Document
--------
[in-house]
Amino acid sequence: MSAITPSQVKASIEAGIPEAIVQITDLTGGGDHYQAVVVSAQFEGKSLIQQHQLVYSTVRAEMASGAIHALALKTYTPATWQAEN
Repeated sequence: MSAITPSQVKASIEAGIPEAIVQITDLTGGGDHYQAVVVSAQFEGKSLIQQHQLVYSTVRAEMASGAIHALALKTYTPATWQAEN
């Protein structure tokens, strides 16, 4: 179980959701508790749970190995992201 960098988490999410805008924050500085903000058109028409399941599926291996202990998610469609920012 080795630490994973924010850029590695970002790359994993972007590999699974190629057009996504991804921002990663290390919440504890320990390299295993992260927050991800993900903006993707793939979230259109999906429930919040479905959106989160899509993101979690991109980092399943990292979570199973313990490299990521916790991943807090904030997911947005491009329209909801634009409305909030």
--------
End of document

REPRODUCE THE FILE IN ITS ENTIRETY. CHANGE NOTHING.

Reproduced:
[in-house]
Amino acid sequence: MSAITPSQVKASIEAGIPEAIVQITDLTGGGDHYQAVVVSAQFEGKSLIQQHQLVYSTVRAEMASGAIHALALKTYTPATWQAEN
Repeated sequence: MSAITPSQVKASIEAGIPEAIVQITDLTGGGDHYQAVVVSAQFEGKSLIQQHQLVYSTVRAEMASGAIHALALKTYTPATWQAEN
């Protein structure tokens, strides 16, 4: 179980959701508790749970190995992201 960098988490999410805008924050500085903000058109028409399941599926291996202990998610469609920012 080795630490994973924010850029590695970002790359994993972007590999699974190629057009996504991804921002990663290390919440504890320990390299295993992260927050991800993900903006993707793939979230259109999906429930919040479905959106989160899509993101979690991109980092399943990292979570199973313990490299990521916790991943807090904030997911947005491009329209909801634009409305909030």